OpenStack Foundation Looks To Build A Mega Mall
IoT reality, however, is going to be anything but centralized. Instead of processing data in few large data centers, IoT applications will rely more on highly distributed clouds running on IoT gateways where data will be processed locally.
One of the major highlights of the OpenStack Summit 2015 conference was the launch of a massive online market for OpenStack software. As envisioned by the OpenStack Foundation, the OpenStack Community App Catalog will become the central online repository through which most OpenStack software will be distributed.
Using Glance Images, Heat Templates or Murano Packages designed to integrate with OpenStack Clouds, the goal is to create a global marketplace for software that can be deployed on premise or in the cloud.
The thing that channel as a whole needs to take into account is just how far reaching this effort really is. Case in point is ActiveState, a provider of a platform-as-a-service (PaaS) environment that is among the first to sign up to distribute its software via the OpenStack Community App Catalog.
Brent Smithurst, vice president of product management and marketing for ActiveState, says the expectation is that OpenStack Community App Catalog will not only reduce friction in the purchasing process, but also create a vehicle through which developers building applications on top of the company’s Stackato PaaS will be able to distribute their applications. For ActiveState the existence of the OpenStack Community App Catalog provides a closed loop system that encourages developers to build applications that will be simpler for them to monetize.
Of course, the OpenStack Community App Catalog is only the latest of a series of online app stores that actually aim to become the digital equivalent of a mega mall for software. The implications of these mega males for the channel are, of course, profound.
Instead of engaging solution providers early in the acquisition process it’s going to become a lot more common for solution providers to discover that not only have their customers already chosen what software they want to deploy, but have also installed their first instance of it. In fact, it’s probably only when they discover how complex that piece of software actually is to manage that they thought to look for some external expertise.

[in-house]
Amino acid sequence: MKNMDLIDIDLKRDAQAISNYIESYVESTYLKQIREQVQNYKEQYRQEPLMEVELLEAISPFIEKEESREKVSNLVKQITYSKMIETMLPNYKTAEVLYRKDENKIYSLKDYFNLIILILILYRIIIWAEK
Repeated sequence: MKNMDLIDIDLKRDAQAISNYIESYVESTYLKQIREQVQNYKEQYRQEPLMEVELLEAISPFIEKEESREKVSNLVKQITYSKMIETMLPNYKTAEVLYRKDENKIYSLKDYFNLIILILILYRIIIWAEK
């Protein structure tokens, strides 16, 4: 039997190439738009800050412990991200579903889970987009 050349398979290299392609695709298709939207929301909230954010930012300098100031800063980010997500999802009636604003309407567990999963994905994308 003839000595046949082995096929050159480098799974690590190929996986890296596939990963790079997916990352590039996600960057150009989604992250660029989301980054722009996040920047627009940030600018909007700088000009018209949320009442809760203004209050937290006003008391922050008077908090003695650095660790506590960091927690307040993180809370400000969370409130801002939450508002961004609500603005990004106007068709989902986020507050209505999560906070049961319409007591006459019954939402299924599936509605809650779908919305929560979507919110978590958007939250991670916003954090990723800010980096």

As this method for acquiring software becomes more common the entire process associated with prospecting for new customers is going to be turned on its head. Instead of solution providers promoting a particular product or technology on behalf of a vendor, the role of the solution provider will increasingly be squarely focused on making a particular product or technology work. In fact, as part of the product acquisition process inside a mega mall, IT organizations will eventually come to put more value the size of the solution provider ecosystem that they can call on once they get into trouble. For solution providers that means being an active member of these mega mall environments will be critical to their future success. In fact, solution providers such as Wipro are already attaching themselves in part to vendors such as ActiveState to raise their visibility.
Of course, there’s no doubt that distributors are hoping that solution providers will pull IT organizations into their own mega malls. But given the rise of mega malls such as the OpenStack Community App Catalog may very well turn out that most of the future IT purchasing activity is going to be taking place somewhere else. That doesn’t mean distributors won’t be needed to finance those transaction. But it does look like rather than running their own mega malls distributors might be better off focusing on opening the equivalent of retail branch office in a mega mall that has a lot more foot traffic than they can ever hope to generate on their own.